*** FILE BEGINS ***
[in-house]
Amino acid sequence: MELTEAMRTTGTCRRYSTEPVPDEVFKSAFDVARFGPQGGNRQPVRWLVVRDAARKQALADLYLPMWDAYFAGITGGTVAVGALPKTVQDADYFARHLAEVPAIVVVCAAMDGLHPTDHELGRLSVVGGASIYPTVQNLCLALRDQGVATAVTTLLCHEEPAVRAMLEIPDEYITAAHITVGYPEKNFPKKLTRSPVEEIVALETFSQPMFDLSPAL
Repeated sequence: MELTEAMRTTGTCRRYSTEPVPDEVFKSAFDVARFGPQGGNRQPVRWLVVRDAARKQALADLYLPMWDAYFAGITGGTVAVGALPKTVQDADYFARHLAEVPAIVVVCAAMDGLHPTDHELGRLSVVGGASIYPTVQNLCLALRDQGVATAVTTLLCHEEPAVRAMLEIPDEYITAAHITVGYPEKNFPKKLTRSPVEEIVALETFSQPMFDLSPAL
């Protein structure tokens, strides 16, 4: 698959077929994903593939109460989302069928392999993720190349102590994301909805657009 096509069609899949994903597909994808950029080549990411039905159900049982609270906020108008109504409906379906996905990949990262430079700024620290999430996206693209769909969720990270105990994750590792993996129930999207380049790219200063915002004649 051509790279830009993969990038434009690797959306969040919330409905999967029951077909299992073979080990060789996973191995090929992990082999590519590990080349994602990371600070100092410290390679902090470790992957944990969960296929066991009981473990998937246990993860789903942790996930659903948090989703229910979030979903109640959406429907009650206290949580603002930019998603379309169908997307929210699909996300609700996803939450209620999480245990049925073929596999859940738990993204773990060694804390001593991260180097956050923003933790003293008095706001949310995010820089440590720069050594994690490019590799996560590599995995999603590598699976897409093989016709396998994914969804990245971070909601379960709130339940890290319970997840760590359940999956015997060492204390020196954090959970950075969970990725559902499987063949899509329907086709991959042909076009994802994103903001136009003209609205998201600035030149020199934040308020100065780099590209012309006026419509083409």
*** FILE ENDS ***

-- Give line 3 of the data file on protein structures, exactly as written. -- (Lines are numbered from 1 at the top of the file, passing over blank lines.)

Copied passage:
Repeated sequence: MELTEAMRTTGTCRRYSTEPVPDEVFKSAFDVARFGPQGGNRQPVRWLVVRDAARKQALADLYLPMWDAYFAGITGGTVAVGALPKTVQDADYFARHLAEVPAIVVVCAAMDGLHPTDHELGRLSVVGGASIYPTVQNLCLALRDQGVATAVTTLLCHEEPAVRAMLEIPDEYITAAHITVGYPEKNFPKKLTRSPVEEIVALETFSQPMFDLSPAL